• Sun
  • Apr 20, 2014
  • Updated: 1:33am

Best place to strike deal for exquisite gems

PUBLISHED : Friday, 16 November, 2007, 12:00am
UPDATED : Friday, 16 November, 2007, 12:00am

Like great art or fine wine, the rarest and most beautiful jewellery is often bought - and sold - at an auction. Buyers know it's the best place to find the truly unusual pieces, and sellers know they can get the best possible prices.

Just ask film star Ellen Barkin, who auctioned her wedding ring, rubies, sapphires and pearls after being unceremoniously dumped by her billionaire businessman husband Ronald Perelman.

Expected to earn the movie star US$15 million, Barkin walked away with a cool US$20 million.

Undoubtedly, the pieces fetching the highest prices are extraordinary. The star piece in Sotheby's most recent sale last month was a flawless, vivid blue diamond of more than six carats which, Terry Chu, Sotheby's deputy director (China and Southeast Asia) and deputy head of its jewellery department, said was one of the most fantastic stones she'd ever seen. 'This vivid blue diamond is top, top quality and very rare in the market nowadays; best clarity, best colour, and a sophisticated and clean admiral cut,' she said.

The sale also featured a Columbian emerald pendant necklace with a stone weighing more than 40 carats. The necklace used to belong to famous Broadway composer Irving Berlin. It was first sold by Sotheby's New York in 1991, and changed hands this time in Hong Kong for more than HK$20 million.

Christie's upcoming sale from November 25 will feature the largest briolette diamond to appear at an auction in Asia, weighing in at a staggering 31.92 carats, and an estimated value of HK$25 million.

Christie's is also expecting to create a sensation with its Luna Pearl, weighing 202.26 grains, the biggest natural pearl seen in Asia, and the fourth-largest button shaped pearl recorded. And Bonhams November 26 auction will feature an impressive jadeite Guanyin pendant estimated to fetch between HK$1.5 million and HK$2.5 million, and an exceptional emerald and diamond ring weighing 13.55 carats, estimated to be worth between HK$1.6 million and HK$2.2 million.

Vickie Sek, director of the jewellery and jadeite department at Christie's Asia, and Sotheby's Terry Chu agreed that for collectors in Asia, the focus was on the highest quality stones.

'The Asian market is famous for the best quality stones in addition to the jewellery itself,' Ms Chu said. 'In the past few years we have been selling top quality diamonds, D flawless, and top quality coloured stones, untreated emeralds, rubies and sapphires. Asian buyers are interested in exquisite stones as long as they are top quality.'

Ms Sek said that prices for these collectable pieces had been increasing steadily. 'The past five years have been very strong, we've been breaking all sales records,' she said.

The buyers are diverse; some are well-heeled women who are buying the jewellery to wear, some are executives who are buying pieces as a reward for themselves, but more often collectors are buying investment pieces that are stored away in safes, and worn perhaps once or twice a year. In Asia, buying and selling collectable jewellery today is about much more than status.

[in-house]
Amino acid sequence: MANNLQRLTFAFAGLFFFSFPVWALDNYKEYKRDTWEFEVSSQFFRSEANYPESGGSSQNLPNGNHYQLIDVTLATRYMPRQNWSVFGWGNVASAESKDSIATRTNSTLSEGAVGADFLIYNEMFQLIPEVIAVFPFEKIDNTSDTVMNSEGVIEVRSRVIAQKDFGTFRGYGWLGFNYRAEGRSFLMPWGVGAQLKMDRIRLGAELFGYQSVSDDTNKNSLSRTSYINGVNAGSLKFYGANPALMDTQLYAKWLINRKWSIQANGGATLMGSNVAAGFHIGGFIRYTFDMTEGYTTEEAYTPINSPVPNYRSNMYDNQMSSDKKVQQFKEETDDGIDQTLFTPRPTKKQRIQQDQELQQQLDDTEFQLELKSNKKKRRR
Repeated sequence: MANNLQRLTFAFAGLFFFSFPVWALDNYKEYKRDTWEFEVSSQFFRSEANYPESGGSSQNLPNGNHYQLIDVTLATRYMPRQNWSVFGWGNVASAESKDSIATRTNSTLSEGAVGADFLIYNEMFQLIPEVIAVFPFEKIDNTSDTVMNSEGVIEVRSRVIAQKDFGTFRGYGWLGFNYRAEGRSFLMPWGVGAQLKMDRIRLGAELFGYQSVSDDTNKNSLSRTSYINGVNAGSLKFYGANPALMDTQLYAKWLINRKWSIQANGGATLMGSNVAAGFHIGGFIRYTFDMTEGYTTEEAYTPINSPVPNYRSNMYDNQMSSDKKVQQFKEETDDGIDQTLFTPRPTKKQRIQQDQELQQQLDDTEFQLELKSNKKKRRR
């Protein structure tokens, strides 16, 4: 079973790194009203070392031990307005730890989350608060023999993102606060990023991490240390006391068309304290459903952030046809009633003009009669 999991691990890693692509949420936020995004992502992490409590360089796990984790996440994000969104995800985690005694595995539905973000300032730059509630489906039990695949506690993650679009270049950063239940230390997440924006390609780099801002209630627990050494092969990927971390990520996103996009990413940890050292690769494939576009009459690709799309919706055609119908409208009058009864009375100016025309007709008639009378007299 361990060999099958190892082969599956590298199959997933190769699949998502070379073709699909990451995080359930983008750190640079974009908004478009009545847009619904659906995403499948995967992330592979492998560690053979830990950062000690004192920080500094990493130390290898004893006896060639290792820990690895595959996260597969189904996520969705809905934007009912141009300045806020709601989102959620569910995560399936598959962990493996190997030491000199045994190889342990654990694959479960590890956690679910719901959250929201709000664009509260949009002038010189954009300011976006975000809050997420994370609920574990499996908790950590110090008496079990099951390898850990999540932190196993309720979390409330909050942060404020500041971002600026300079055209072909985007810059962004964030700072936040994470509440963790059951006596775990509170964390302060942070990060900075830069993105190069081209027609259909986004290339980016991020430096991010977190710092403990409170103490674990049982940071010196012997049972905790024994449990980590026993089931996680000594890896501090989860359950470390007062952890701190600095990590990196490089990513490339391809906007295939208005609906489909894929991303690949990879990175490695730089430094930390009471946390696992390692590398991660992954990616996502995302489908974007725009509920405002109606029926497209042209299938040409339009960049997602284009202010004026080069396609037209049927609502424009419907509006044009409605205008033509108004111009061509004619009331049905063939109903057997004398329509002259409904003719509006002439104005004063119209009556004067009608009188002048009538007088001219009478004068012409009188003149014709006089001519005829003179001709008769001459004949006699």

'For those buying the highest quality pieces, we are talking about a relatively more sophisticated buyer, both in age and income. There is a desire to just own, or collect,' Ms Chu said.

'In Asia, as in America or Europe, people now tend to be more understated, unlike the old days, and will wear a piece only occasionally. In the past, people bought beautiful jewellery because they liked its look and wanted to decorate themselves, but now, particularly with diamonds or jadeite pieces, it's all about the investment.'

But she is quick to point out that in the smaller sales there is also a trend towards exquisite and distinctive but wearable designs: 'In the last small jewellery sale we sold a diamond butterfly brooch, made with rough diamonds, it was a very exclusive design.

'People also like something they can put on every day, something that is easy to wear and relatively understated.'

Sotheby's sold the brooch for substantially above estimate.

While coloured diamonds and gemstones continue to grow in popularity, Ms Chu said the Asian jade market was set to rise.

'In two or three years this market will get stronger,' she said.

'Lots of mainland Chinese are getting more interested in jadeite and the price will go higher. In the last sale we had a private jadeite collection, and one bangle, estimated at between HK$6 million and HK$9 million, that fetched more than HK$11.5 million.'

So for those with a few million dollars to spend on collectable jewellery, head to the auction houses.

This diamond and emerald pendant will be up for auction at Christie's autumn sale this month. The diamond briolette is the largest to appear at an auction in Asia.

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